Portrait of Michel de Montaigne by Salvador Dalí
“On the highest throne in the world, we still sit only on our own bottom.”
― Michel de Montaigne
Michel De Montaigne, skeptic, writer, & haver of thoughts, writes about almost anything that crosses his mind, from his painful goes with kidney stones, to cannibalism. What is so admirable about Montaigne is not what he understands but how he respects what he finds incomprehensible. He treats the mysterious with care & doesn’t attempt to explain it away. After all, it is said that he coined the phrase, “but what do I know?”.
Montaigne seems like the kind of guy to ramble on about something like cannibalism only to laugh it off at the end. He’s the guy who loves to sit back and chew the fat with anyone light-hearted enough to hang.
He retired from his day job at the ripe old age of 38, having worked in courts and held some local political positions, all which he dreaded. The way I see it, he stepped away from public life in order to to do more nothing, & other than his desire to stop doing what he didn’t enjoy, it doesn’t sound like he had much of a plan. Following this attitude of avoiding-what-you-don’t-like is about as alpha as it gets.
The fact you don’t want to should be enough reason to do anything, and you shouldn’t try to convince yourself (or guilt yourself) to continue on a path you don’t like, especially when it comes to something as serious as a career. It’s not healthy, nor sustainable. Unejpyable tasks will only compound, and doing enough of them over a long enough time will break you. Montaigne knew this. He could have been an aristocratic celebrity like his father, but instead, opted for a life of pontification and isolation, which suited him more. And props to him for that, it takes serious brass to do what you like, especially when the cost is giving up the more comfortable path for the more uncertain life of a craftsman.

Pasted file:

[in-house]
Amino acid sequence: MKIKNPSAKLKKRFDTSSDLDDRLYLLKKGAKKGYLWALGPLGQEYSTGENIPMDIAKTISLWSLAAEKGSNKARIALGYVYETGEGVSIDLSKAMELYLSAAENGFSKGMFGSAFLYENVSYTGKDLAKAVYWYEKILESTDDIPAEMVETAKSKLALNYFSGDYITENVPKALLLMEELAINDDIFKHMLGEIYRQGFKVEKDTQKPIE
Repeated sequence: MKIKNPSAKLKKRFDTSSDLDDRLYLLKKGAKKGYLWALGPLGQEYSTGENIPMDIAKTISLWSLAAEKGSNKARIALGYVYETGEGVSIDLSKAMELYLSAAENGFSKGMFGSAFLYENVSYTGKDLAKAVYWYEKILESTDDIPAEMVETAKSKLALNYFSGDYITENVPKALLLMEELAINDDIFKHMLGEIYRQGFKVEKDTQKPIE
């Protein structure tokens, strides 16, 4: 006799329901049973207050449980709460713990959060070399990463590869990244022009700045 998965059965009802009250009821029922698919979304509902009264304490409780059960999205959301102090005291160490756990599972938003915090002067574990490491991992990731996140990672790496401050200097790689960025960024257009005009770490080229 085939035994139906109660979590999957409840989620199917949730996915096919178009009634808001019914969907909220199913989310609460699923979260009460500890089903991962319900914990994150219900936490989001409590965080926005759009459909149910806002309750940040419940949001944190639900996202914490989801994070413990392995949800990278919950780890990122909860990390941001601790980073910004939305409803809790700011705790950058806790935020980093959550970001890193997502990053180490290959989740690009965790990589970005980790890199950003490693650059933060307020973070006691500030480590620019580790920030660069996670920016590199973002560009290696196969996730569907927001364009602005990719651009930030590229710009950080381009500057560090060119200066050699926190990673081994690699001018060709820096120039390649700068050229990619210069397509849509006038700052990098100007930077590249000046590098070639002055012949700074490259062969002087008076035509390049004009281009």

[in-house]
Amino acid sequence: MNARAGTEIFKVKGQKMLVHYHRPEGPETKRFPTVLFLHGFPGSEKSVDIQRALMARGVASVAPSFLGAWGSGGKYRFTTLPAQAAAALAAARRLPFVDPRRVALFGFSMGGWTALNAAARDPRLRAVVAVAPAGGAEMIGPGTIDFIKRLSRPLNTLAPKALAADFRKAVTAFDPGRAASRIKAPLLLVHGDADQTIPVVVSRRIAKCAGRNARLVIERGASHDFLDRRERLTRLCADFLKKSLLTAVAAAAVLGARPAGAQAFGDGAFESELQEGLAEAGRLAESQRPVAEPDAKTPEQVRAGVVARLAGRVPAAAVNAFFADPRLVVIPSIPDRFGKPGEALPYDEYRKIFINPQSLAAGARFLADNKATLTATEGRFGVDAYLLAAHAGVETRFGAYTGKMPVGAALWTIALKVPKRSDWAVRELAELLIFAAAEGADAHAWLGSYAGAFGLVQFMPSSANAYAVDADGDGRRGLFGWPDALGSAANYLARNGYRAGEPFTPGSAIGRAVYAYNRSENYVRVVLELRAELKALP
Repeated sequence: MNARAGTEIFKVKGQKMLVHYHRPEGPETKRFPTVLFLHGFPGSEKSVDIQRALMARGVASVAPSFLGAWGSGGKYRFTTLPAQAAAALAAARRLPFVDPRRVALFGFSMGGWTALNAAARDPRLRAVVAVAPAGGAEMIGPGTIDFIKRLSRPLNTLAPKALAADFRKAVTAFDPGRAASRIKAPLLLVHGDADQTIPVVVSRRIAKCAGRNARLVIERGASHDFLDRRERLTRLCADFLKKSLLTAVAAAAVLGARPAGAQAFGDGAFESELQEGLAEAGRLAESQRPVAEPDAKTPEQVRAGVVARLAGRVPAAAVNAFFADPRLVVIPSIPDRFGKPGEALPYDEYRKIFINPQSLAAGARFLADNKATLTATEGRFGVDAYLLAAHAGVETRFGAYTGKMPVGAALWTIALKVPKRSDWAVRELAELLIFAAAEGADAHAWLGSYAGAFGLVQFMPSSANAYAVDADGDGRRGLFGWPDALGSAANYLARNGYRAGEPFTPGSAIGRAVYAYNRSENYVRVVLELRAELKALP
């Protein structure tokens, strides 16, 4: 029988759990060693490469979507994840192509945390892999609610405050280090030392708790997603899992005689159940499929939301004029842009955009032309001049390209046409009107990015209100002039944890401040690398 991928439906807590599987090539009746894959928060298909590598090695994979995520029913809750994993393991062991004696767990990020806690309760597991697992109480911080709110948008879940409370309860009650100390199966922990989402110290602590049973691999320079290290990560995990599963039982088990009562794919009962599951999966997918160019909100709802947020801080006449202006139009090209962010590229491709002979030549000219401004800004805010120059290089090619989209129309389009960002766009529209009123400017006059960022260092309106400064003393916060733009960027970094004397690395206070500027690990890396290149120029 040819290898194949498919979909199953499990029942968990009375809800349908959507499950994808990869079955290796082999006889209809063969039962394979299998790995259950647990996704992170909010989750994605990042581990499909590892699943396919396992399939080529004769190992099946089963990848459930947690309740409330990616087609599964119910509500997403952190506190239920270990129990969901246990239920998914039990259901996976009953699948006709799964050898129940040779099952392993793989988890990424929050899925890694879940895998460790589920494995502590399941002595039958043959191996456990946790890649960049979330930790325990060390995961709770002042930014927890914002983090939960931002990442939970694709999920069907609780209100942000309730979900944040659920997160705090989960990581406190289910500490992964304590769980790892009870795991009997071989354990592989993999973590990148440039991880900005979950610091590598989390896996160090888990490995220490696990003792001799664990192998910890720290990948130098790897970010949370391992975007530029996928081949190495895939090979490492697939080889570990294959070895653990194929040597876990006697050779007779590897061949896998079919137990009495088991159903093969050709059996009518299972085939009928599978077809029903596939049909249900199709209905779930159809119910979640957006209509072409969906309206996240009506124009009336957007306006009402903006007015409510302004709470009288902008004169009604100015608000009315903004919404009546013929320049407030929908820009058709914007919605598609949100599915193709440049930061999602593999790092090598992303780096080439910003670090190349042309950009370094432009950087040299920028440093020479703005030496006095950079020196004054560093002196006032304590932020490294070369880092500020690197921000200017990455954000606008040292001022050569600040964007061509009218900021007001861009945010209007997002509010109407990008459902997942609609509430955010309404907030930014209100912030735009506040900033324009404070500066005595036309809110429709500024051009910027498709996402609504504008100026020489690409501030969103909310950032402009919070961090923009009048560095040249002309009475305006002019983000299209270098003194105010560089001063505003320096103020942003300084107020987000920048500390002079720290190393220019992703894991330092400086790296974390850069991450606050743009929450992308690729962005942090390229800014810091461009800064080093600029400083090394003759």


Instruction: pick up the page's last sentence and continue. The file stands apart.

After his retirement, Montaigne would spend most of his time in his library surrounded by books where he was free to spend his time as he wished.
On the ceiling above hung dozens of joists and beams with detailed inscriptions of short phrases and messages. These served as reminders to Montaigne, reminders of the attitude he would strive to embody as he was doing his mass investigation into the human experience. Most of the inscriptions came from antiquity, with sources like the Bible, Sophocles, and Sextus Empiricus, some of them included:
IVDICIO ALTERNANTE – Remain poised in the balance.
ΑΡΡΕΠΩΣ – [I am] without inclination. (Sextus Empiricus)
ΑΥΤΑΡΚΕΙΑ ΠΡΟΣ ΠΑΣΙΝ ΗΔΟΝΗ ΔΙΚΑΙΑ - Autonomy is the only just pleasure.
NVLLIVS VEL MAGNÆ VEL PARVÆ EARVM RERVM QVAS DEVS TAM MVLTAS FECIT NOTITIA IN NOBIS EST. - The notion of everything, large and small, of all the innumerable creatures of God, is to be found within us. (Ecclesiastes 3)
ΑΓΑΘΟΝ ΑΓΑΣΤΟΝ - The good is admirable. (Plato, via Sextus Empiricus)
ΟΥ ΚΑΤΑΛΑΜΒΑΝΩ – I do not understand. (Sextus Empiricus)
From what Montaigne had engraved on his ceiling, we can tell what kind of man he was and what his intentions were. His thoughts, like himself, were plain and pure, honest, always embracing the inconclusiveness of life’s wonders, never afraid to place himself at the foot of the human experience and stand in awe of it’s mysteriousness, and while there, possibly let out a hopeless chortle at the size of it all.
Maybe some opinion of his was wrong or worth arguing over, but he comes off as someone who wouldn’t want to argue with you over anything, really. He would simply ask you a new and totally unrelated question with the sole purpose of keeping the conversation going.